That Indian Yell at half time of the San Beda-Letran first round game was the best rendition I heard in a long, long, long time.

But this still pales in comparison to when I first heard it way back in the late 70's when I was in grade school, then at the peak of the NC' Wars. All boys pa ang San Beda noon. With the entry of the ladies to the Bedan community, tumaas yung timbre ng boses, hence, it is not as intimidating as it was then.

But it is no denying, at its best rendition and setting aside the now common letter cheers, this is the best cheer in any league.


Oca,
I was in the game last FRI together with an army of GS and HS alumni. Honestly, we were also discussing the "timbre" and we really did not notice the change, compared when we were still exclusive....The "childhood" was also not audible. :) hahaha

As for the Unibersidad cheer, my apologies as I cannot recall. I have not attended a single UAAP game. I always go back to San Beda and watch the games with my batchmates....manalo, matalo. As for the pther song, I just remember the first line - "UP naming mahal....lalalalala????

It was the first time that I brought wife in a jampacked Indian Yell. She said that it was like in the World Cup -that the timbre was too low to notice that there are ladies singing it. Well, time will tell. Our Bedan sisters will eventually mix with us and 5 years for now, we can have them cheering beside us. They can always do the Indian scream intro. - yun lang ang mataas an timbre.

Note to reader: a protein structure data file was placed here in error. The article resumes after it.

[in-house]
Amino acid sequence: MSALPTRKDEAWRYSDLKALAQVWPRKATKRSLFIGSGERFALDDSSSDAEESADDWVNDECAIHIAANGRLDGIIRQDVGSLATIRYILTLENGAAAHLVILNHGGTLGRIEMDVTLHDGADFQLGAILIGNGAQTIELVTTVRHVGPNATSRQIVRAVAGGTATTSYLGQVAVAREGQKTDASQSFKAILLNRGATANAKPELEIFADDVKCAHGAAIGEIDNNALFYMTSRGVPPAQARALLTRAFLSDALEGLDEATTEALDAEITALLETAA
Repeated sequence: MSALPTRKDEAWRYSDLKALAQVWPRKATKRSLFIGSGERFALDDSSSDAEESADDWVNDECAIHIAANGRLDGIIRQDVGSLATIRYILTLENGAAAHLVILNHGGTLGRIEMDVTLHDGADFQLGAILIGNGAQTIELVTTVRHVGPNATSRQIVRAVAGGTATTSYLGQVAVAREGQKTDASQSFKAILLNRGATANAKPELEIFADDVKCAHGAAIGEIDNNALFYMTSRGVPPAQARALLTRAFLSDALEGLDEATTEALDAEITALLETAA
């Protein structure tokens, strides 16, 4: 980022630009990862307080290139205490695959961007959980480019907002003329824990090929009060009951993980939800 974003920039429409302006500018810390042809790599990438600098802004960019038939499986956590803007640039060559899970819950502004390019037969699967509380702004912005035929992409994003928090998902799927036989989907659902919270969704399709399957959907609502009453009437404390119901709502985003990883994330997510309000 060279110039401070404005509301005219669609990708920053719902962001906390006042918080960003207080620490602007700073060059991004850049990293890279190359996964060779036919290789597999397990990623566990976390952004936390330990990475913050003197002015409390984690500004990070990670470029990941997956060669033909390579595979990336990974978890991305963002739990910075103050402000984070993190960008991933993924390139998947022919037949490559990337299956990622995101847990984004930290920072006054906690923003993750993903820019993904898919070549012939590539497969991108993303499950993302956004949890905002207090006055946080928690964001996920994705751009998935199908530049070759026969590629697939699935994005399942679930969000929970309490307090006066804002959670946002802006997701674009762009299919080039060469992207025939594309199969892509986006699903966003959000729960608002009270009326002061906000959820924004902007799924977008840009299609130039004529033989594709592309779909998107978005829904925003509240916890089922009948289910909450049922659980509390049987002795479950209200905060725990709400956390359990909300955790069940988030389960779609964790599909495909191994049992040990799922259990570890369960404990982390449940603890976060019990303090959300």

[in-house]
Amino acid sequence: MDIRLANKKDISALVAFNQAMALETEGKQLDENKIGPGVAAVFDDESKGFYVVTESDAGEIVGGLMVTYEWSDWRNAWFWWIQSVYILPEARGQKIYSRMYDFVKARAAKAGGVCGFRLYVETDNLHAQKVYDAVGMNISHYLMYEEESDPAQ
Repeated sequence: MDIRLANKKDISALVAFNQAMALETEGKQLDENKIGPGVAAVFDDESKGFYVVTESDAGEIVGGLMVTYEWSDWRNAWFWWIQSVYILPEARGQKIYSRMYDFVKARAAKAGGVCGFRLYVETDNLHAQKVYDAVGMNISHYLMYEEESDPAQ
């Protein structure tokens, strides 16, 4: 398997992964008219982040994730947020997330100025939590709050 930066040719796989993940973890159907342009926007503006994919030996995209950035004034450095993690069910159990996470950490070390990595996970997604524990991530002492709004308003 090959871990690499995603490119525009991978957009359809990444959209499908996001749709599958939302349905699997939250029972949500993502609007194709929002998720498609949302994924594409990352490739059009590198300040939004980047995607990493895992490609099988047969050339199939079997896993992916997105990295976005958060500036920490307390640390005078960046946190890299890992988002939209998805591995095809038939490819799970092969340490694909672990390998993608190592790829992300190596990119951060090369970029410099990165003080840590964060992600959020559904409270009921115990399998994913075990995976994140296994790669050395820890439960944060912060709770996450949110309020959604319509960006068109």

Lekiboy

danny
09-10-2006, 02:29 AM
Isa sa mga favorito ng Bedista.

A 1950's cheer. (yung mga oldies enjoy na enjoy i-cheer ito na may kasmang "hand gesture" ;D nung araw.)

Stand on the Grandstand

Stand on the grandstand
Beat on the tin can
Who can, we can, nobody else can

Animo San Beda!!
Beat <opponent’s name>! (3x)

Ahhhhhhhhh Fight!
Fight Team Fight!

danny
10-05-2006, 02:41 AM
One retarded innovation that is killing tradition is the playing of the RECORDED alma mater hymn by some schools. No CD can replace an authentic school spirit. Never. You can try to manufacture the illusion but still its just a bubble that will easily pop.

This is the Bedan Hymn by Sen. Raul Roco. Long and complicated but every Bedan knows it by heart. Promise. :D

http://www.youtube.com/watch?v=VnpnQsGv0ts

Our face painting tradition? That's from the Sioux Nation as well.

danny
10-28-2006, 03:01 AM
Is the RED WAVE considered a non-official Bedan cheer?

Kasi may kasama naman itong mahabang "WOOOOOOOOOOOOO!!!! AHHHHHHHHHHHHHHHH!"

The Red Wave.
http://youtube.com/watch?v=zXGWe_LLURM

danny
11-03-2006, 04:55 AM
Likewise, as Bedan verbal tradition goes, when we Bedans cheer "Animo San Beda!" we actually mean"Courage San Beda!" or "Have Courage San Beda!".*

Since the beginning of time ;D, we have remained faithful to this meaning* which is consistent with an underlying Bedan theme, COURAGE. Of course the* word "animo" when cheered also means cheer up!, chin up!, come on!. But we prefer courage and have courage to have consistency.

The Red banner, the Red Lion, the North American Indian, the Bedan Hymn and many other Bedan tradition speak of courage.